A Sense of Place

January 12-13, 2021 

In September 2019, our group of twelve graduate students in the Department of Art & Art History at Hunter College traveled to Dakar, Senegal to study with curator Koyo Kouoh and her team at RAW Material Company, a non-profit art center offering research and residency programs for artists and curators alongside seasonal exhibitions, publications, and lectures. The focus of our time in Dakar with Kouoh was how curatorial practice can make the presence of a place visible, or in her words: “How have actors, active in our local contexts and from across the creative disciplines, responded to and shaped their – our – environment? How do they collaborate? How do they tell stories and recall history? How do they create sites of possibility?”

We returned to New York with these questions in mind, and, in partnership with Kouoh, organized a symposium of programming in response, originally scheduled for March 2020, then postponed due to the global pandemic. Since that time, the question of place seems more relevant than ever. Presented now, in an online format, our symposium considers gentrification and displacement, infrastructures of surveillance, and sustainability as they relate to how artists see themselves shaping, and being shaped by, their immediate environments.

 All events are online and open to the public by RSVP except where otherwise noted.

This symposium grew out of a graduate seminar with students Chris Berntsen, Beatrice Johnson, Simon Benjamin, Renate Prancane, Leonardo Madriz, D’Arcy Blake, Malanya Graham, Alison Dillulio, Sydney Shavers, Sarah McCaffery, Daniela Mayer, and Christina Barrera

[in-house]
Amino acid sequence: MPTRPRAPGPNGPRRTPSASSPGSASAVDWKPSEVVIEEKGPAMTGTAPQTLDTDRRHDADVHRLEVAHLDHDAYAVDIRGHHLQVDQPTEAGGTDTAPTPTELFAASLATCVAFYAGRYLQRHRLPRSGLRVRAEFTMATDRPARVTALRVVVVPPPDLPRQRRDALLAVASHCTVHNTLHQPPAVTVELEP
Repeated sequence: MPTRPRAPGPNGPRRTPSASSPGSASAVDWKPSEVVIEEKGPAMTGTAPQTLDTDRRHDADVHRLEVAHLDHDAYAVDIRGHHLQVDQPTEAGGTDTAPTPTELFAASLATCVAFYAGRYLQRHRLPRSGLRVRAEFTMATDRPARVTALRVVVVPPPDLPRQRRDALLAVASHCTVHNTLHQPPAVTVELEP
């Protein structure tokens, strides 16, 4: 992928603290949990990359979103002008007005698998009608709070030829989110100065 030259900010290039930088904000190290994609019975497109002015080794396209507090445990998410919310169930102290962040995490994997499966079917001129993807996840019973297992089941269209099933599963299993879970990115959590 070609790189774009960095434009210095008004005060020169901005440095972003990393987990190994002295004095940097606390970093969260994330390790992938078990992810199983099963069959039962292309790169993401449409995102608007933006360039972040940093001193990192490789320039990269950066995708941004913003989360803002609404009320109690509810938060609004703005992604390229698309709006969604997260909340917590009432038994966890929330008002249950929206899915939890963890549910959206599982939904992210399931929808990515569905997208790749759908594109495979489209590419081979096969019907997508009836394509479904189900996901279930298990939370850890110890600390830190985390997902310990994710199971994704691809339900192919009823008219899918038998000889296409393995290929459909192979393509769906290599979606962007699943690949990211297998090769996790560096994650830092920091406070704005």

January 12th, 10:00-11:30am EST
Billie Zangewa: Studio visit with Koyo Kouoh and Malanya Graham


This virtual studio discussion with Johannesburg-based artist Billie Zangewa will focus on Zangewa’s textile practice as it responds to, and complicates, our collective sense of place. Zangewa will speak with Koyo Kouoh, founding artistic director of RAW Material Company and Executive Director and Chief Curator of Capetown’s Zeitz Museum of Contemporary Art Africa, and Malanya Graham, multidisciplinary artist and former MFA candidate at Hunter College.

Billie Zangewa (b. 1973, Blantyre, Malawi; lives and works in Johannesburg, South Africa) creates intricate collages composed of hand-stitched fragments of raw silk. Her earliest works were embroideries on found fabrics depicting remembered botanical scenes and animals from Botswana, where the artist was raised, and she then created cityscapes, focusing on her experience as a woman in the city of Johannesburg and her personal relationships. Through the method of their making and their narrative content, Zangewa’s silk paintings illustrate gendered labor in a socio-political context, where the domestic sphere becomes a pretext for a deeper understanding of the construction of identity, questions around gender stereotypes, and racial prejudice. Zangewa received her BFA from Rhodes University, Grahamstown, South Africa in 1995. Her work has been exhibited at the Smithsonian National Museum of African Art, Washington, D.C. (2019); Norval Foundation, Cape Town, South Africa (2018); the Studio Museum Harlem, New York, NY (2016); Centre de Cultura Contemporània de Barcelona, Barcelona Spain, and Kunsthal Rotterdam, Netherlands (2016); Guggenheim Bilbao (2015); Stedelijk Museum, Amsterdam, Netherlands (2014); and the Menil Collection, Houston, TX (2012), among others.